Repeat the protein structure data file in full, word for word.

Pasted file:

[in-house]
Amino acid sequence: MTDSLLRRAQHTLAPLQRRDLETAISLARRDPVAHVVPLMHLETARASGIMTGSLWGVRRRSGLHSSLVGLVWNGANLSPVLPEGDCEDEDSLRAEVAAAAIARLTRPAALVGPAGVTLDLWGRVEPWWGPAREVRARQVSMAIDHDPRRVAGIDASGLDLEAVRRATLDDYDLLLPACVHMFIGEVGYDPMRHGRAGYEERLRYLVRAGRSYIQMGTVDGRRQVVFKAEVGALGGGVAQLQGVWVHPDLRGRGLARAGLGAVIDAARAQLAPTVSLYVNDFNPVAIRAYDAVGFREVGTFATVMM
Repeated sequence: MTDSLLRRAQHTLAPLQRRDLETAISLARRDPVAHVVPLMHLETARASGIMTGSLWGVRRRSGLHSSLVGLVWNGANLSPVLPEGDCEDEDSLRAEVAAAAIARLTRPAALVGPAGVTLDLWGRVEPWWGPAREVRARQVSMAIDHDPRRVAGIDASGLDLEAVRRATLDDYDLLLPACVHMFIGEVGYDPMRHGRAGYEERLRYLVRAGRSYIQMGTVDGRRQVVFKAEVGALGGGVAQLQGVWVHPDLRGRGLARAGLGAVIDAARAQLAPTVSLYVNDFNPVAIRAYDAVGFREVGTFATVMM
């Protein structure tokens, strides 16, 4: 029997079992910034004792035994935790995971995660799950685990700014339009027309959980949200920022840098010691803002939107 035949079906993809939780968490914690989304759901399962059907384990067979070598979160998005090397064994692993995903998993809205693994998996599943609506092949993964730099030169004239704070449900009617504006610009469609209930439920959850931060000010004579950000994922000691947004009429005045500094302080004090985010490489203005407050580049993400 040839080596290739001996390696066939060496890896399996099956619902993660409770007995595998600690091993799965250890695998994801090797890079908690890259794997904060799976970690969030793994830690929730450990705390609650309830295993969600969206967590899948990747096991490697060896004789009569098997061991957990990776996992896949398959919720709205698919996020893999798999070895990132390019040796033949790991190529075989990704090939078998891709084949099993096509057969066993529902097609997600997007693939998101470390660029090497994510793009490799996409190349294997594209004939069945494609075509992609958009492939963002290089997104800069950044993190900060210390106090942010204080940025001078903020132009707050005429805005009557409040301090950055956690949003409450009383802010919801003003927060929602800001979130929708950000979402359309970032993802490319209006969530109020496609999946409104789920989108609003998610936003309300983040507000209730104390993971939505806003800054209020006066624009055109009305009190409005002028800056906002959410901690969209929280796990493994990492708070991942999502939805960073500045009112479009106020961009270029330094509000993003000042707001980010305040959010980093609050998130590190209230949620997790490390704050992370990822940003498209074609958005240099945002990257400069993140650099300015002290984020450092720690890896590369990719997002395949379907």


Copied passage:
[in-house]
Amino acid sequence: MTDSLLRRAQHTLAPLQRRDLETAISLARRDPVAHVVPLMHLETARASGIMTGSLWGVRRRSGLHSSLVGLVWNGANLSPVLPEGDCEDEDSLRAEVAAAAIARLTRPAALVGPAGVTLDLWGRVEPWWGPAREVRARQVSMAIDHDPRRVAGIDASGLDLEAVRRATLDDYDLLLPACVHMFIGEVGYDPMRHGRAGYEERLRYLVRAGRSYIQMGTVDGRRQVVFKAEVGALGGGVAQLQGVWVHPDLRGRGLARAGLGAVIDAARAQLAPTVSLYVNDFNPVAIRAYDAVGFREVGTFATVMM
Repeated sequence: MTDSLLRRAQHTLAPLQRRDLETAISLARRDPVAHVVPLMHLETARASGIMTGSLWGVRRRSGLHSSLVGLVWNGANLSPVLPEGDCEDEDSLRAEVAAAAIARLTRPAALVGPAGVTLDLWGRVEPWWGPAREVRARQVSMAIDHDPRRVAGIDASGLDLEAVRRATLDDYDLLLPACVHMFIGEVGYDPMRHGRAGYEERLRYLVRAGRSYIQMGTVDGRRQVVFKAEVGALGGGVAQLQGVWVHPDLRGRGLARAGLGAVIDAARAQLAPTVSLYVNDFNPVAIRAYDAVGFREVGTFATVMM
């Protein structure tokens, strides 16, 4: 029997079992910034004792035994935790995971995660799950685990700014339009027309959980949200920022840098010691803002939107 035949079906993809939780968490914690989304759901399962059907384990067979070598979160998005090397064994692993995903998993809205693994998996599943609506092949993964730099030169004239704070449900009617504006610009469609209930439920959850931060000010004579950000994922000691947004009429005045500094302080004090985010490489203005407050580049993400 040839080596290739001996390696066939060496890896399996099956619902993660409770007995595998600690091993799965250890695998994801090797890079908690890259794997904060799976970690969030793994830690929730450990705390609650309830295993969600969206967590899948990747096991490697060896004789009569098997061991957990990776996992896949398959919720709205698919996020893999798999070895990132390019040796033949790991190529075989990704090939078998891709084949099993096509057969066993529902097609997600997007693939998101470390660029090497994510793009490799996409190349294997594209004939069945494609075509992609958009492939963002290089997104800069950044993190900060210390106090942010204080940025001078903020132009707050005429805005009557409040301090950055956690949003409450009383802010919801003003927060929602800001979130929708950000979402359309970032993802490319209006969530109020496609999946409104789920989108609003998610936003309300983040507000209730104390993971939505806003800054209020006066624009055109009305009190409005002028800056906002959410901690969209929280796990493994990492708070991942999502939805960073500045009112479009106020961009270029330094509000993003000042707001980010305040959010980093609050998130590190209230949620997790490390704050992370990822940003498209074609958005240099945002990257400069993140650099300015002290984020450092720690890896590369990719997002395949379907």